Cisco Releases Less Expensive Dual Band Access Point
Cisco Tuesday unveiled new additions to its mobility product lines, including an entry level 802.11n WiFi access point, a mobile VPN client and the first step toward extending virtual desktop environments to mobile devices in the field.
The mobility news is part of a larger announcement expanding what Cisco calls its "borderless network architecture", to add switching capacity and higher security appliance performance and scaling.
The new WiFi access point, aimed at the small-to-midsize business (SMB) market, is the Aironet 1040 Series, offering a low price point for Cisco 11n gear. The single radio model is $495, the two radio model $795. The price tag is intended to drive SMB 11n deployments, where customers mainly need basic WiFi connectivity, according to Cisco.
The models work with standard 802.3af Power-over-Ethernet networks. Both can run in conjunction with a controller or as part of a standalone WiFi deployment. Both models are now shipping.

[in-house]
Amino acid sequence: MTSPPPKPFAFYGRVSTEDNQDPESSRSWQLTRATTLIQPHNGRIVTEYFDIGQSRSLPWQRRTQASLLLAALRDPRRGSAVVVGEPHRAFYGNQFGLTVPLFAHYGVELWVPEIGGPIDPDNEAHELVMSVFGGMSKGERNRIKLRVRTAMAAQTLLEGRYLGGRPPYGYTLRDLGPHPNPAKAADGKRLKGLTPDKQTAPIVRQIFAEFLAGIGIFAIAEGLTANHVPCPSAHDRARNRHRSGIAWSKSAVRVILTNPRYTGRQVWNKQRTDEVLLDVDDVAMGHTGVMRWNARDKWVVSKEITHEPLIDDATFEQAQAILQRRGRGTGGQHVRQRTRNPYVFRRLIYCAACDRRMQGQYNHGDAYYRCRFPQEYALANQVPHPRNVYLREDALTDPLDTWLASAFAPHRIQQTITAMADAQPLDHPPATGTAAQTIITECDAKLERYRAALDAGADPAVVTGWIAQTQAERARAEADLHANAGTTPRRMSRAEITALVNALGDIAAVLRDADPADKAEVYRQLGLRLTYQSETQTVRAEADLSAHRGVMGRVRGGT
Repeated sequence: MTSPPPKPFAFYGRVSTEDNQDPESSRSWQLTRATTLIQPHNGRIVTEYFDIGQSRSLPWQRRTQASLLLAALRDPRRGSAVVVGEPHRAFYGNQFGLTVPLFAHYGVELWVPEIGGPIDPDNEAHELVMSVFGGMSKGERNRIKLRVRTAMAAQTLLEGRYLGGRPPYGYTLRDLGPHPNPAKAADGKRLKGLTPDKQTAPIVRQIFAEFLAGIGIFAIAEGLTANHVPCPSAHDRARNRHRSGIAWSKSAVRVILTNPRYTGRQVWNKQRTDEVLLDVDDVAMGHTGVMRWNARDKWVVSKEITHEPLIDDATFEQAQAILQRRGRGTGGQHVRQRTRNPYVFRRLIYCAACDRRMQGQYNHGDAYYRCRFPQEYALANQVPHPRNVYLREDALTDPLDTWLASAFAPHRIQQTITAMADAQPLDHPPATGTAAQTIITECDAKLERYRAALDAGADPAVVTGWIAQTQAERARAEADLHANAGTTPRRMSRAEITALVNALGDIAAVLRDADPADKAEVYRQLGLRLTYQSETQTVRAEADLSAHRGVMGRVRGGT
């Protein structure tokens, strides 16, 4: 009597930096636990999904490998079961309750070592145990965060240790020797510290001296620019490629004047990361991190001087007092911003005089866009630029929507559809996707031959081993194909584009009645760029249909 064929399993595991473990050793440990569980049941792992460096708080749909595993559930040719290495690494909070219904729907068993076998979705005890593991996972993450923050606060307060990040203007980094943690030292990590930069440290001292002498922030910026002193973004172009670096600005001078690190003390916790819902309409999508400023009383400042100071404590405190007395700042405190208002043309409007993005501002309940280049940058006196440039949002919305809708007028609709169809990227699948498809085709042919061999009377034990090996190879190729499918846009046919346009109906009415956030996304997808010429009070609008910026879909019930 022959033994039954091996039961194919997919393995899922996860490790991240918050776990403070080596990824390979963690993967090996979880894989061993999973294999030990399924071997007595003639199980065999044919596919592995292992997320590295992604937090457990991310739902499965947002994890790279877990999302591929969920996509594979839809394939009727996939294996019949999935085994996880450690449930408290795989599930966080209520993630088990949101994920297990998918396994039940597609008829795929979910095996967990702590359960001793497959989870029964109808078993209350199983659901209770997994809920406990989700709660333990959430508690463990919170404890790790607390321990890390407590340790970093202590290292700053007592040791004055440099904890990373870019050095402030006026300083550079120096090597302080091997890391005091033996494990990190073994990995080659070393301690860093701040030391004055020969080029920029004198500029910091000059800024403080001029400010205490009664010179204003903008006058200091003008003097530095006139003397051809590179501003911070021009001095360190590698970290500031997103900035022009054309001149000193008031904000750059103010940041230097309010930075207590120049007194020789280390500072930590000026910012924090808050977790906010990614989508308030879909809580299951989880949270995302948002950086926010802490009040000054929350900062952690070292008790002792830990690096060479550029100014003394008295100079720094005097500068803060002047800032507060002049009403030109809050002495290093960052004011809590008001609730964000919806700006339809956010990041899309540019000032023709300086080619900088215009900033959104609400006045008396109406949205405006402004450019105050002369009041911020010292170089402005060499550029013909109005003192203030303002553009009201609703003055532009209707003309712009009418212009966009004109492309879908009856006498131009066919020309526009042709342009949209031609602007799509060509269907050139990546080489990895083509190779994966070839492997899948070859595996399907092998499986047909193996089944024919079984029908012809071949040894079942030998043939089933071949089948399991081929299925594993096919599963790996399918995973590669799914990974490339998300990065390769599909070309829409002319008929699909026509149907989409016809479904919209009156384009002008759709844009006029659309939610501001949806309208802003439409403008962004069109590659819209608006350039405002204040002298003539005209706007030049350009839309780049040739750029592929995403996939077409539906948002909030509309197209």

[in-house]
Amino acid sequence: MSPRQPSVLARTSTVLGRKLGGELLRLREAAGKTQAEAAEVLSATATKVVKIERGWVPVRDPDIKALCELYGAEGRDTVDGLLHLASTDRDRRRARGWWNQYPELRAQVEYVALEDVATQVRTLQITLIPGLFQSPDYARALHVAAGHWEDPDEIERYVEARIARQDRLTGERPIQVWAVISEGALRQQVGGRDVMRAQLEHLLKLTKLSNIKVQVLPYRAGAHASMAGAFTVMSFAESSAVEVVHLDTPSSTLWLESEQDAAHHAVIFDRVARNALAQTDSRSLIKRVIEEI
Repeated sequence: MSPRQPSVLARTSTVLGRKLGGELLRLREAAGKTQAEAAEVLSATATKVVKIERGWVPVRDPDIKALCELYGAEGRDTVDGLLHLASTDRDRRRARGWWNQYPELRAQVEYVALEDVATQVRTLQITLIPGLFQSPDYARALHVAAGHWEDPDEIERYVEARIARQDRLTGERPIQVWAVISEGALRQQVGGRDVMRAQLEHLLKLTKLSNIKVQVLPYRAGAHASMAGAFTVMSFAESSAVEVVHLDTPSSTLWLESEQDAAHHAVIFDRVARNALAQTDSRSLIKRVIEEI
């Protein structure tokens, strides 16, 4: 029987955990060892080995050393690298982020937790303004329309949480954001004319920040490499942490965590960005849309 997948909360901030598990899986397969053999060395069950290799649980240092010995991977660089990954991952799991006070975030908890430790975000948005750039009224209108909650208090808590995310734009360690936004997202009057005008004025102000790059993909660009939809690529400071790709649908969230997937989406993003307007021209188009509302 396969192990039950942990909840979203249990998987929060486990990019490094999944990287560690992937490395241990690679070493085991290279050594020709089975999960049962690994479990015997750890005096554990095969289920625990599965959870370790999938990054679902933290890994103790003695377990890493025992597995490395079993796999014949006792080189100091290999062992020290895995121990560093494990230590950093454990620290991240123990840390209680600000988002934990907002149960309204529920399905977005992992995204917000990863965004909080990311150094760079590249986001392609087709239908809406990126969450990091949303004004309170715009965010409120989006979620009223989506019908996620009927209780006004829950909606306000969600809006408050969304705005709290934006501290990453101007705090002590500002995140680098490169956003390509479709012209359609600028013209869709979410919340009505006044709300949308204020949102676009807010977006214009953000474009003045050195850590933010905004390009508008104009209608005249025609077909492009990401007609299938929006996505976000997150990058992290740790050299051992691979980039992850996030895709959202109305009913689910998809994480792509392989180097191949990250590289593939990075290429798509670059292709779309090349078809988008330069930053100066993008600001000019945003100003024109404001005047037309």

At the opposite end of Cisco's 11n products is the recently announced Aironet 3500, with spectrum analysis and interference avoidance built into the radio frequency chipset, priced at $1,295.
Version 3.0 of AnyConnect, the mobile VPN first launched in March 2010, adds support for IPSEC Internet Key Exchange version 2 (IKEv2), in addition to SSL and DTLS. Other new features are integrated 802.1X supplicant, 802.1AE MACSec support and support for Cisco acquisition ScanSafe's cloud security services. AnyConnect is part of Cisco Adaptive Security Appliance (ASA) VPN infrastructure.
Apple recently published the iOS AnyConnect client in the App Store. Enterprises using the ASA platform can transition to AnyConnect from the original Cisco IPSEC client incorporated into iOS and by doing so take advantage of the expanding range of AnyConnect features.
Cisco also announced support for the virtualisation platforms from Citrix and VMware. The goal is to extend the desktop virtualisation model to a growing range of mobile devices outside of traditional offices, starting first with Cisco's own Cius tablet, unveiled last July.
The Cius will become a Citrix or VMware virtual client, from any location accessing centrally stored, maintained and secured desktop and other applications, according to Cisco executives. Eventually, with future product introduction and changes in coming months, a virtual session could be carried intact across several, very different client devices.
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